From Jamestown: Turkish Government May Approve Construction of a Nuclear Power Plant in April

The final issue to be discussed is pricing. The consortium had offered Turkey a price of 21.16 cents per kWh for the electricity. Experts found this price to be almost four times higher than the current rates in the Turkish market, which vary from 4 to 14 cents.
Prices in various other countries are much lower. The price per kWh for nuclear energy in the United States, for example, is about 4.65 cents...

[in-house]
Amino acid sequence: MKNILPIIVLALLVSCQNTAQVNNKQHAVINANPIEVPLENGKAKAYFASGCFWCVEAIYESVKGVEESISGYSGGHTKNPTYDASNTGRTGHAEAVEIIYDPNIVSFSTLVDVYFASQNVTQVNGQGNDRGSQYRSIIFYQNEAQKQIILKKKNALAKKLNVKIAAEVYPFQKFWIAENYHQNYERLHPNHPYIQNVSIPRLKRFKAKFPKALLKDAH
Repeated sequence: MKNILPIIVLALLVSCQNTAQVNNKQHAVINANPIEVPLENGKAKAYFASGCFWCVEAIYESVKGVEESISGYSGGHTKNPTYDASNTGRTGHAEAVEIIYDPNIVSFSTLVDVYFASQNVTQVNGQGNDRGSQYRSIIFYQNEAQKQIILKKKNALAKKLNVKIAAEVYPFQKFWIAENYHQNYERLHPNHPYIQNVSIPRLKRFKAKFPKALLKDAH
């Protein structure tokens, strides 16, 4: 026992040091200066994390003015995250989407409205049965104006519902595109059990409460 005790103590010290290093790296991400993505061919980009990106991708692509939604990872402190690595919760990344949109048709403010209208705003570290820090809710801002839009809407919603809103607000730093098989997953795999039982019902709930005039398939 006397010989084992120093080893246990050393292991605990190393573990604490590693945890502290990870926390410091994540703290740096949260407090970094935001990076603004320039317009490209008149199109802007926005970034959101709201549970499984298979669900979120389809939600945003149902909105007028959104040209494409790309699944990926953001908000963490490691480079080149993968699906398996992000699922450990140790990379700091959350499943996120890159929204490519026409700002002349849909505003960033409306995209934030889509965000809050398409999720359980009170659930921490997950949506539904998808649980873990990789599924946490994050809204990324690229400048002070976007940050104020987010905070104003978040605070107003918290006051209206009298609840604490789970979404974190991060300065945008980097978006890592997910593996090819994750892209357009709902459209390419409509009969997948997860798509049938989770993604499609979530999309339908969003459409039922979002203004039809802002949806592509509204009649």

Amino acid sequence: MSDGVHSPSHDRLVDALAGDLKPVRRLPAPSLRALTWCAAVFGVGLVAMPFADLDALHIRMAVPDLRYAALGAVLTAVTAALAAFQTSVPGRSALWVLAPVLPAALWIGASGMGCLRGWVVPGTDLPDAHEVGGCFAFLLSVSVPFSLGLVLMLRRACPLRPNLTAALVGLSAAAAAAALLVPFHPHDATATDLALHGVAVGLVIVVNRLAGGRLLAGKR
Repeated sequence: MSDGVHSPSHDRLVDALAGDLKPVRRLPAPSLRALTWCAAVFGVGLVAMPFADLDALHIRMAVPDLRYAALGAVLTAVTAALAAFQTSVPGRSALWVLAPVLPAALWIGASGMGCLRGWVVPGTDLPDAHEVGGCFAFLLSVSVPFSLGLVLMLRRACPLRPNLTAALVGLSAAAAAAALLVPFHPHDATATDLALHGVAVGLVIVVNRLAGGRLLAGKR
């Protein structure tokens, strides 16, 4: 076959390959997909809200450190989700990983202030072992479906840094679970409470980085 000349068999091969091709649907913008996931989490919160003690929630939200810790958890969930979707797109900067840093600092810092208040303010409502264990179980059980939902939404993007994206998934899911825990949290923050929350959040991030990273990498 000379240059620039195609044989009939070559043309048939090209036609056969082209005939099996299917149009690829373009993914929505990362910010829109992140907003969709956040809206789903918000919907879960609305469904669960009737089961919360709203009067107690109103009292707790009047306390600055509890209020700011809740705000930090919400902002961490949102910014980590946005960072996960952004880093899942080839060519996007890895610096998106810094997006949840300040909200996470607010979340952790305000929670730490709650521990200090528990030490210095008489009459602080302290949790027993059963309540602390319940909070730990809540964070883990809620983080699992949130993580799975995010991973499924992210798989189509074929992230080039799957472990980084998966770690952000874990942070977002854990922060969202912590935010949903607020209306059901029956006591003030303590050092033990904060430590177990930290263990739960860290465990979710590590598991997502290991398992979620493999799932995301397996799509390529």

From Arms Control Wonk: Iran's Equinox: FMP Comes Online

Now, nobody with intact critical faculties really thinks the so-called fuel enrichment plant at Natanz was originally meant to make enriched reactor fuel, and if the idea is energy production, there’s certainly little point in operating it today. Russia supplies the fuel for Bushehr, and completing the Darkhovin reactor hasn’t been a high priority, as Frank Pabian has pointed out. In any case, Iran lacks the uranium to fuel either of these reactors. But going ahead anyway and turning low-enriched uranium (LEU) into fuel rods would materially demonstrate what Iranian spokesmen have repeatedly asserted about the peaceful nature of the nuclear project. And that would buy time for everyone involved.